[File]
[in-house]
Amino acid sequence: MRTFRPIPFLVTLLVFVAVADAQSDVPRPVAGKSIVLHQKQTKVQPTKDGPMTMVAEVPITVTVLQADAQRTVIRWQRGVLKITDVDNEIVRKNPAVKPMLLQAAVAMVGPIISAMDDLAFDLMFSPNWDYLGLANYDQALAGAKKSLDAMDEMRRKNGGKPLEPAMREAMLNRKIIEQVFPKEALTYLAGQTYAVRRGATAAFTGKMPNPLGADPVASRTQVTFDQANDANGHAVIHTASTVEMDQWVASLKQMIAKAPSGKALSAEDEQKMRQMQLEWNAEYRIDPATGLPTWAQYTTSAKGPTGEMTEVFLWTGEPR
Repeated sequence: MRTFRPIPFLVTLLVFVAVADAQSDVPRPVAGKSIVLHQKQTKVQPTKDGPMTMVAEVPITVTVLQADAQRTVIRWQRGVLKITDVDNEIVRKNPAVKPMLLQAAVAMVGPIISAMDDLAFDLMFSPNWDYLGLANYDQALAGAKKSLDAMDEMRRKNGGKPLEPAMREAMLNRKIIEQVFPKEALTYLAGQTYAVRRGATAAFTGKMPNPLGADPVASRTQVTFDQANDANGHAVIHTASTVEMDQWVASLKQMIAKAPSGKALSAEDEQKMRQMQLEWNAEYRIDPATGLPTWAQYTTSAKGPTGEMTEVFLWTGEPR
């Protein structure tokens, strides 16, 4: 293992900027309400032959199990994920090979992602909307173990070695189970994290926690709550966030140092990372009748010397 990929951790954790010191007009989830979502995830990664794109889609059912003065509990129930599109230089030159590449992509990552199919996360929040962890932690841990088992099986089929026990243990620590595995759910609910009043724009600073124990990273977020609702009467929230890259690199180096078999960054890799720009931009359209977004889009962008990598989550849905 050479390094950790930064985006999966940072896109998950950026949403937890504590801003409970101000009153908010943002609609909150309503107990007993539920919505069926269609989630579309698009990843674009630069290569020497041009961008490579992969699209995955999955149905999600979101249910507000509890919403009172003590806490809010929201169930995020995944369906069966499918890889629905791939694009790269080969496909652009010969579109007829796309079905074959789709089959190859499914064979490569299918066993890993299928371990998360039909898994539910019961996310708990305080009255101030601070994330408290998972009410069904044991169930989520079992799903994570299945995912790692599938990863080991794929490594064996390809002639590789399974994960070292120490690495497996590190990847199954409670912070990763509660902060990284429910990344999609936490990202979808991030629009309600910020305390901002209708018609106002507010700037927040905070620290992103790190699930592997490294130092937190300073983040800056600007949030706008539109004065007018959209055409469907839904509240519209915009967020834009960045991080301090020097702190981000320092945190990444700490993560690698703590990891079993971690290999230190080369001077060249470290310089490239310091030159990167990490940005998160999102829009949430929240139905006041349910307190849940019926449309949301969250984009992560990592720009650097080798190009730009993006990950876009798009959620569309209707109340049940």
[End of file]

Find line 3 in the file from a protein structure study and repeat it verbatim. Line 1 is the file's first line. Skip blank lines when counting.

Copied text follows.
Repeated sequence: MRTFRPIPFLVTLLVFVAVADAQSDVPRPVAGKSIVLHQKQTKVQPTKDGPMTMVAEVPITVTVLQADAQRTVIRWQRGVLKITDVDNEIVRKNPAVKPMLLQAAVAMVGPIISAMDDLAFDLMFSPNWDYLGLANYDQALAGAKKSLDAMDEMRRKNGGKPLEPAMREAMLNRKIIEQVFPKEALTYLAGQTYAVRRGATAAFTGKMPNPLGADPVASRTQVTFDQANDANGHAVIHTASTVEMDQWVASLKQMIAKAPSGKALSAEDEQKMRQMQLEWNAEYRIDPATGLPTWAQYTTSAKGPTGEMTEVFLWTGEPR